Sunday, January 15, 2017

What does 下學而上達 mean?

In his book "Confucius Analects," Edward Slingerland translates Passage 14.35 as follows:
()()()()()(). ()()()()(). ()()()()()().
“I am not bitter toward Heaven, nor do I blame others. I study what is below to comprehend what is above. If there is anyone who could understand me, perhaps it is Heaven?”
The only problem I have with Mr. Slingerland's translation is his translation of 下學而上達 (하학이상달), which he translated as follows: "I study what is below to comprehend what is above." As mentioned in my post HERE, 上達 (상달) means "to report to a superior," not "to comprehend what is above." Therefore, I would like to suggest the following translation:
“[I] do not () resent () Heaven () [and] do not () blame () others (). To inferiors () [I] teach (), and (而) to superiors () [I] advise (). [As for] someone who understands me (知我者), perhaps () it is Heaven (天乎)?”
Notice that I translated 下學而上達 (하학이상달) as follows: "To inferiors (下) [I] teach (學), and (而) to superiors (上) [I] advise (達)."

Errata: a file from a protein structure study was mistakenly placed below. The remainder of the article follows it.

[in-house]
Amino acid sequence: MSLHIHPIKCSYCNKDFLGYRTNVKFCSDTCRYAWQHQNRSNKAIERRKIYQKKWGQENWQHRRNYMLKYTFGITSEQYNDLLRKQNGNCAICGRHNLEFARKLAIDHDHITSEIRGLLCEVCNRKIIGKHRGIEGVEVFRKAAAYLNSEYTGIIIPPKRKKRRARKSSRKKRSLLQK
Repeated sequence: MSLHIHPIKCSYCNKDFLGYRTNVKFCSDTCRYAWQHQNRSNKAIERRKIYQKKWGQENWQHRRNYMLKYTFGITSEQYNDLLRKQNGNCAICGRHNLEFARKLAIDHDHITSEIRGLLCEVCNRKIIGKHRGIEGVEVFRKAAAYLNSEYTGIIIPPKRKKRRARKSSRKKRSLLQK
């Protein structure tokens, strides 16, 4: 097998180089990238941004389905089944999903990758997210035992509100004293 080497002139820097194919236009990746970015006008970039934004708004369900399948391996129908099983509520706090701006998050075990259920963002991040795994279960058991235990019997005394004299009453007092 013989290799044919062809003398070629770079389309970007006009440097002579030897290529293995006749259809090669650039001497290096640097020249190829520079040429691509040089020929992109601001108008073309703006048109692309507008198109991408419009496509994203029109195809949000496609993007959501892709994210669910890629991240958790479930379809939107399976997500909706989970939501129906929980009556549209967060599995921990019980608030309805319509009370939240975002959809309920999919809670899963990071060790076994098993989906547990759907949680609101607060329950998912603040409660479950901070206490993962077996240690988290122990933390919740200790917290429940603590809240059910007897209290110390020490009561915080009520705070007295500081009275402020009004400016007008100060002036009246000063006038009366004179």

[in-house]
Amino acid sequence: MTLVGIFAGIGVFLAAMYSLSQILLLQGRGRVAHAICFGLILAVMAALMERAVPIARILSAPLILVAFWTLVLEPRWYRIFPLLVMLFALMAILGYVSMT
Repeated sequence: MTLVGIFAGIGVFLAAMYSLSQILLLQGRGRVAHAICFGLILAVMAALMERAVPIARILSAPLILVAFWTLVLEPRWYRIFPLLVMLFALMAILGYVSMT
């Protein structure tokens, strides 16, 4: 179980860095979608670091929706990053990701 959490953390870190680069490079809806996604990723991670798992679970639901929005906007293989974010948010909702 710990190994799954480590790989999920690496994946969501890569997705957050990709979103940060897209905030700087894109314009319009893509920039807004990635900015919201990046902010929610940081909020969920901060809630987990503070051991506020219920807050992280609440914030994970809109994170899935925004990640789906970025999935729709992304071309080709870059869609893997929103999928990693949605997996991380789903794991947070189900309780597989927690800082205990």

As I explained in my previous post, when you "report to a superior" (上達- 상달), you convey information or give them advice, both in a respectful manner. The opposite of 上達 is 下達 (하달), which means "to convey information to or to command an inferior," probably without showing much respect. Therefore, both 上達 and 下達 essentially mean "to convey information" or "to teach," but one is done in a polite way and the other is done in a less polite way. The same thing can be said of 下學 (하학) and 上達 (상달).

下學 (하학) means "to teach inferiors," and 上達 (상달) means "to advise or to inform superiors," so both phrases are similar in that they mean "to convey information," but the difference is a matter of etiquette. In other words, you teach inferiors, but you advise superiors. One would not presume "to teach a superior," especially a king, so the more proper expression for teaching a king is "to advise a king." A king has advisers, not teachers. Therefore, 下學而上達 (하학이상달) could be translated more simply as "I teach (下學) and (而) I advise (上達)."

Confucius may have been somewhat frustrated by the fact that people had a hard time understanding his "teachings" and "advice," but he seemed to have been comforted by the thought that, at least, "Heaven" probably understood.

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